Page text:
Trading One Set of Challenges for Another: Story #1 from a Rust Belt Ex-Pat

It’s been twenty-two years since I moved from the Rust Belt to West Palm Beach, Florida. Born, raised and schooled in Michigan, I was in a relationship at the time and it seemed that all we talked about was where and when we were going to move out of the state. Being 28 years old, I

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was at a point in my career as an urban planner where the grass really did seem like it was greener someplace else. I had tired of the challenges cialis brand dosage associated with economic restructuring and decline. Enduring the cloudy, wet
and cold winter months was another factor which contributed to the desire for a warmer climate. As it turned out, a series of events conspired to make a move possible. Since then, it’s been quite the roller coaster ride which leaves me now contemplating either a move back or taking on more work in the area.

In May of 1989, the American Planning Association national conference was held in Atlanta. I decided to attend and actively seek out planning related jobs at the conference. Lo and behold I find out that Florida had initiated it’s state-mandated comprehensive planning program which required all counties and municipalities to prepare new comprehensive plans according to state standards. The key part of this effort was rolling out something called “concurrency” which required that public facilities be in place at the time that development came on line. This “growth management” was a foreign concept coming from my economic development experience in Michigan, but I jumped at the chance to work on the other end of the development spectrum. Upon returning to Michigan, I juggled four different offers from Florida municipalities and ended up picking a job as a staff planner for the City of West Palm Beach. The salary was a little less than what I was making as a planner in East Lansing, but without state income tax, it was about a breakeven proposition – plus the benefit of not having to deal with snow.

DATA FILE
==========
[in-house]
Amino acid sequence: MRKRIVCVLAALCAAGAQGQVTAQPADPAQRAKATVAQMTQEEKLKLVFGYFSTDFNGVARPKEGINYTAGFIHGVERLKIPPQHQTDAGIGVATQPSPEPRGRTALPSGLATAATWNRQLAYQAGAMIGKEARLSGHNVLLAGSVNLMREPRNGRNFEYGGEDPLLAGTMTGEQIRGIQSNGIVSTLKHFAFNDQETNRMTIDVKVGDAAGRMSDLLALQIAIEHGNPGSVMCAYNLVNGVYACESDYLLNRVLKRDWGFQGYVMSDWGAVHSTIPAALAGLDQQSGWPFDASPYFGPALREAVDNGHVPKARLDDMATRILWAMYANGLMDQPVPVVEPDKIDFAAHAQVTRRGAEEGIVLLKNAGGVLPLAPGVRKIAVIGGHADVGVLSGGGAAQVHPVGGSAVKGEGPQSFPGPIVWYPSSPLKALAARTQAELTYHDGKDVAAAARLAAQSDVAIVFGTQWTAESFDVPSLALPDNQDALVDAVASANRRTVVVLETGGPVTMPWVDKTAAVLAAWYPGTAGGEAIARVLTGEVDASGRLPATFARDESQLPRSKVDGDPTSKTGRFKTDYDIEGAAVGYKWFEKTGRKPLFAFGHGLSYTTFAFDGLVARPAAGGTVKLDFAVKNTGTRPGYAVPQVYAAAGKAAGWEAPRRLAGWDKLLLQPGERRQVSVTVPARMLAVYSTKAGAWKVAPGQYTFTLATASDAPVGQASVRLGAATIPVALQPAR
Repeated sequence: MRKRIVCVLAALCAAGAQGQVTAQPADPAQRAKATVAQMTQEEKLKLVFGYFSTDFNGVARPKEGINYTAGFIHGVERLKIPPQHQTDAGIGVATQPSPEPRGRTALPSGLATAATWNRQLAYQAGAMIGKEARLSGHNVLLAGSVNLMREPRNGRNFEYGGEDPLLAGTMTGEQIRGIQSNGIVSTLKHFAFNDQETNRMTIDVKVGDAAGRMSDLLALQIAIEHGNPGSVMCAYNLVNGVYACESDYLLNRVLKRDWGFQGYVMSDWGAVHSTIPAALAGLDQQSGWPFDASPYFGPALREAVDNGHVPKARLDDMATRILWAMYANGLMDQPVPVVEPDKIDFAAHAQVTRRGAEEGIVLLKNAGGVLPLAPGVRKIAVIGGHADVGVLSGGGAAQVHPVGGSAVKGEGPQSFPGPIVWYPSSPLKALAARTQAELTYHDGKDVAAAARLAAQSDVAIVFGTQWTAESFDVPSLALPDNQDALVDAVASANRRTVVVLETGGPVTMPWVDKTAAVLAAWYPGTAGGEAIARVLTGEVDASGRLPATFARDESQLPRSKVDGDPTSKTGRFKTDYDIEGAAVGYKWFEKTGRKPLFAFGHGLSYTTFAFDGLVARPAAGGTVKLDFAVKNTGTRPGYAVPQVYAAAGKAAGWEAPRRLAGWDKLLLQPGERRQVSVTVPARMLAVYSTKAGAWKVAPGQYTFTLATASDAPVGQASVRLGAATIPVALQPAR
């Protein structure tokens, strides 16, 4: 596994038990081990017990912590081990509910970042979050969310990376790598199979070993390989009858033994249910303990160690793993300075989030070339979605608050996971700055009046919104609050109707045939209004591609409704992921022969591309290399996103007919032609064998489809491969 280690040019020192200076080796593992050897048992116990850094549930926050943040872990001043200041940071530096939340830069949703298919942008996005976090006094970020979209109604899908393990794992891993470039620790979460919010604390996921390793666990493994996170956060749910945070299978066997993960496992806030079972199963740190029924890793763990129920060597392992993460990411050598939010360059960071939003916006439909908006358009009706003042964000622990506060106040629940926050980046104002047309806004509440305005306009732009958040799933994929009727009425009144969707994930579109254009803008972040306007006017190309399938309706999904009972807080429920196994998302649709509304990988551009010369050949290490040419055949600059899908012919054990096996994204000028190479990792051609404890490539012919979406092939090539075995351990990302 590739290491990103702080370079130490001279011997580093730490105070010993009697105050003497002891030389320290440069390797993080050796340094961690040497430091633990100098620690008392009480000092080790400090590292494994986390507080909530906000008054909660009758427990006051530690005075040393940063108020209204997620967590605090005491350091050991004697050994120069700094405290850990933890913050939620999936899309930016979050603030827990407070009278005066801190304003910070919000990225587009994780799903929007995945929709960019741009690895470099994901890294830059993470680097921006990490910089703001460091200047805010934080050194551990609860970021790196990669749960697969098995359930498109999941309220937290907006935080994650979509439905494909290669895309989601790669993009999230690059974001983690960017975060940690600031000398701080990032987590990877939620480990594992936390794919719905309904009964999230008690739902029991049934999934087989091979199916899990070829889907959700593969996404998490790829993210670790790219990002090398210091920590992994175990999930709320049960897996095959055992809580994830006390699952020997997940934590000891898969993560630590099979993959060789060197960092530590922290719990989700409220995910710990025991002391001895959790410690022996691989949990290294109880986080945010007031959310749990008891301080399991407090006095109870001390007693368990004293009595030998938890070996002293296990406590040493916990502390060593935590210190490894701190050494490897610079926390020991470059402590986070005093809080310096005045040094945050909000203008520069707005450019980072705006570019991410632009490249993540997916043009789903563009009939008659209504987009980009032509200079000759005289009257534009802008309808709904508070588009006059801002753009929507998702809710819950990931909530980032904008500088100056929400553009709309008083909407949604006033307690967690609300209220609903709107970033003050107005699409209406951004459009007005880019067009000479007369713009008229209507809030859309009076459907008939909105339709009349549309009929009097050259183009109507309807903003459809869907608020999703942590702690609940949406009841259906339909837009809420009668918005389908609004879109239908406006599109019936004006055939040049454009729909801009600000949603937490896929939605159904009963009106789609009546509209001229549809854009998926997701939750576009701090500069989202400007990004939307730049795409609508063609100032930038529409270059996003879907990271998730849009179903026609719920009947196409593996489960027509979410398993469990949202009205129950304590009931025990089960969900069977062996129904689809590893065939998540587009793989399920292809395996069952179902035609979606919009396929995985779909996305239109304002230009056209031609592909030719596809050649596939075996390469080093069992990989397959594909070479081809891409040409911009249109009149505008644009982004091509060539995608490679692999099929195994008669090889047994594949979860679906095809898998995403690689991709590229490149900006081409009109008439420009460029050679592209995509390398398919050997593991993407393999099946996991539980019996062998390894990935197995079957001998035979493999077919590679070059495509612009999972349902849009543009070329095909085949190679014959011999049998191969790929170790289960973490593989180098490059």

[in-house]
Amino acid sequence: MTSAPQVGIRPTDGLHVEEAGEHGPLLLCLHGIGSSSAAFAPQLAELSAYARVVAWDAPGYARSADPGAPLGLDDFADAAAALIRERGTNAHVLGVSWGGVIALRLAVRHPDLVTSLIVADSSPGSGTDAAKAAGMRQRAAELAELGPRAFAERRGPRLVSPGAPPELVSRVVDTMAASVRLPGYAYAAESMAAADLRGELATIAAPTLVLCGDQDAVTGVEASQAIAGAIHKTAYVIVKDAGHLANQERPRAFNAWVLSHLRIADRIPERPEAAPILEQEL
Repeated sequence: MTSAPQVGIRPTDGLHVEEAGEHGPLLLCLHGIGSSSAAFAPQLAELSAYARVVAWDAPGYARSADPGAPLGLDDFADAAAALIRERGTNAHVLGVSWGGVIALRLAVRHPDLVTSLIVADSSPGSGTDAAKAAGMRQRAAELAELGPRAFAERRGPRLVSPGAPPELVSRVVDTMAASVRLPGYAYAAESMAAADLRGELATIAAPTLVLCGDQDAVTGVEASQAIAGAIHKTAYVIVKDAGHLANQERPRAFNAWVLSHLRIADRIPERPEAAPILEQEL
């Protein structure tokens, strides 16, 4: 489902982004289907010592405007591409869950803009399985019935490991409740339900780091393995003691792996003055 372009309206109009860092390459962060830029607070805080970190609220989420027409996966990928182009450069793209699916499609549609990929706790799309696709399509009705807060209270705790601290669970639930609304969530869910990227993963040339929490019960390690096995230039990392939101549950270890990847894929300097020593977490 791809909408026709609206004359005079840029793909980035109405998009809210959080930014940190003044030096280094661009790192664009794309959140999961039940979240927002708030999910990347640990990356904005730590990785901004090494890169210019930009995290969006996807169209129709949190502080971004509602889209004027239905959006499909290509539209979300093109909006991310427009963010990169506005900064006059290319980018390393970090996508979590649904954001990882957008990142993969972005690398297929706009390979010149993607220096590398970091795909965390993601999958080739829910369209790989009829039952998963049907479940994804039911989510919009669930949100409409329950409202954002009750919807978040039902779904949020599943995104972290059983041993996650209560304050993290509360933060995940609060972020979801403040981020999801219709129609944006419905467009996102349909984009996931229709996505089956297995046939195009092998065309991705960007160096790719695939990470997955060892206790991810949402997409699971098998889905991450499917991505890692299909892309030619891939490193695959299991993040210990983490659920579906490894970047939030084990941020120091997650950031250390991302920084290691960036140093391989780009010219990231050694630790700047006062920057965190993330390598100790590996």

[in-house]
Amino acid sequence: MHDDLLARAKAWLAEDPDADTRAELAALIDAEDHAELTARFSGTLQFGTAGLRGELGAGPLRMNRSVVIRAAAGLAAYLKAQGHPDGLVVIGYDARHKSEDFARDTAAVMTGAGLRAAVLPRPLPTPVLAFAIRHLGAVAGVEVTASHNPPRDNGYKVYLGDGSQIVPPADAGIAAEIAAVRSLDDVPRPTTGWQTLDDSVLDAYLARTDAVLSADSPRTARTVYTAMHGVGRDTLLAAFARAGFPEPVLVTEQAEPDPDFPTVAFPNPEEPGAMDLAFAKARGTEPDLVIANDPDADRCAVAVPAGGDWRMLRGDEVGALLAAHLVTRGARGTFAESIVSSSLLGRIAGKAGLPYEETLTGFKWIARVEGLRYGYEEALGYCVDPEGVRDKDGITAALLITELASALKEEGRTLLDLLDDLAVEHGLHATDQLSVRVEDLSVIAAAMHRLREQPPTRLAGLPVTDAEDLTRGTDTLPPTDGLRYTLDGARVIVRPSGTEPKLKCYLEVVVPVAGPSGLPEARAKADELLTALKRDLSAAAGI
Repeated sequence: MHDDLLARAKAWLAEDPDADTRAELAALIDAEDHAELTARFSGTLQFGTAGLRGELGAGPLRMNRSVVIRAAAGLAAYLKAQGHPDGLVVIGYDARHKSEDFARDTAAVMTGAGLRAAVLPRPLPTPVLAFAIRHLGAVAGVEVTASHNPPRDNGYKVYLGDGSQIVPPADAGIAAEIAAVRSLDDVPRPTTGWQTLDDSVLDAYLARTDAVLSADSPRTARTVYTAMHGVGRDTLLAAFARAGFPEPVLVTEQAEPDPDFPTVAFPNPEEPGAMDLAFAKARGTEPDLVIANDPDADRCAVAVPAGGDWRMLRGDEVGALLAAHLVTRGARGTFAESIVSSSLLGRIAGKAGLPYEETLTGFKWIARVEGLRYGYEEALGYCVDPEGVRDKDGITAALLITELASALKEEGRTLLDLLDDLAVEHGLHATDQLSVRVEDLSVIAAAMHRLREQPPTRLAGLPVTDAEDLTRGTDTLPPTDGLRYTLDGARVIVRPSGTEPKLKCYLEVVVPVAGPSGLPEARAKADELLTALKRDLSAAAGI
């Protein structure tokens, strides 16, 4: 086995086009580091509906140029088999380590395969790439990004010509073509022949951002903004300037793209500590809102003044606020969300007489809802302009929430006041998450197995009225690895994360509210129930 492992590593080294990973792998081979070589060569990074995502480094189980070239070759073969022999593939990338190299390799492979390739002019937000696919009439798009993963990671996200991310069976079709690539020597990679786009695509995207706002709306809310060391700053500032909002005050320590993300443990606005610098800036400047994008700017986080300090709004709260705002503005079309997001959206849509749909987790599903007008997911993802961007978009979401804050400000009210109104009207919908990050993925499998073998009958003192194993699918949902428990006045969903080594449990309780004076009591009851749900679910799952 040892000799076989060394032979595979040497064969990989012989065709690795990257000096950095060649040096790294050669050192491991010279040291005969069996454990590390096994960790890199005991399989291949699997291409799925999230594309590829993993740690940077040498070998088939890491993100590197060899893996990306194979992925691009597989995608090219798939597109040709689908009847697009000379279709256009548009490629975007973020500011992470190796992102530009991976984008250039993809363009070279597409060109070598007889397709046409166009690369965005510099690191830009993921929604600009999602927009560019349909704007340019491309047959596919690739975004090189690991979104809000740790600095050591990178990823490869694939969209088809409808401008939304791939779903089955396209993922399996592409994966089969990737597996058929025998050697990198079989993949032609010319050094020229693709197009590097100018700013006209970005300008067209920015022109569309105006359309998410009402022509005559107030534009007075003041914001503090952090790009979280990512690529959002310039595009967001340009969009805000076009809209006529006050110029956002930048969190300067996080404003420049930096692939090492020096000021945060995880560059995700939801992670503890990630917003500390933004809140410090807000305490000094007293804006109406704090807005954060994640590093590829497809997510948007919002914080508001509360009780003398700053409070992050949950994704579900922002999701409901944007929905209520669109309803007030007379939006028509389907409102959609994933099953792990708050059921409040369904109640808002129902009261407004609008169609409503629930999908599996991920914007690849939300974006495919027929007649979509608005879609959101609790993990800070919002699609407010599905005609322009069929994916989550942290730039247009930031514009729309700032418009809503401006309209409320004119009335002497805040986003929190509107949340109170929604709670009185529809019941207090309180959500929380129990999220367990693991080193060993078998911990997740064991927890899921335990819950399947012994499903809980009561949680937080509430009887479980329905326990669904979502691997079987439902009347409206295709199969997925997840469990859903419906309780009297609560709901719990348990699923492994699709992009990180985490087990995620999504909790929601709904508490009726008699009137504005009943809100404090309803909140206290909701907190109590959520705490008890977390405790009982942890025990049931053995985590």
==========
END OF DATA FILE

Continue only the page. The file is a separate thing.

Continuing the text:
I moved in August and soon found that summers in south Florida immerse you in a womb-like effexor online environment. You get used to sweating profusely walking from your car to an air conditioned building. You also get accustomed to watching swirling white cloud formations as seen from satellites indicating the location of Atlantic basin hurricanes. Over the next 22 years, I would get to know Frances, Jeanne and Wilma as obnoxious uninvited guests that overstayed their welcome. So, like my professional
challenges, I traded one side of the spectrum for the other. Still, being able to ride my bike dressed in shorts and a t-shirt from November through March is a definite plus.

Florida, and Palm Beach County in particular, carries with it a boom and bust economic cycle. At the end of the 1980s, the development boom was on fueled by easy lending standards which sowed the seeds of the savings and loan crisis of the early 1990s. A glut of office and retail space swamped the market. It was as if everyone tadalafil 20mg looked at the same market study showing the need for office and retail space and built thousands of projects at the same time in response. A similar boom occurred in the
1920s and the resulting bust presaged the Great Depression of the 1930s. History repeated itself in the first half of the last decade and we are still shoveling out the debris from foreclosures and residential over-building. So much so that it is becoming one of the reasons I may consider a move back.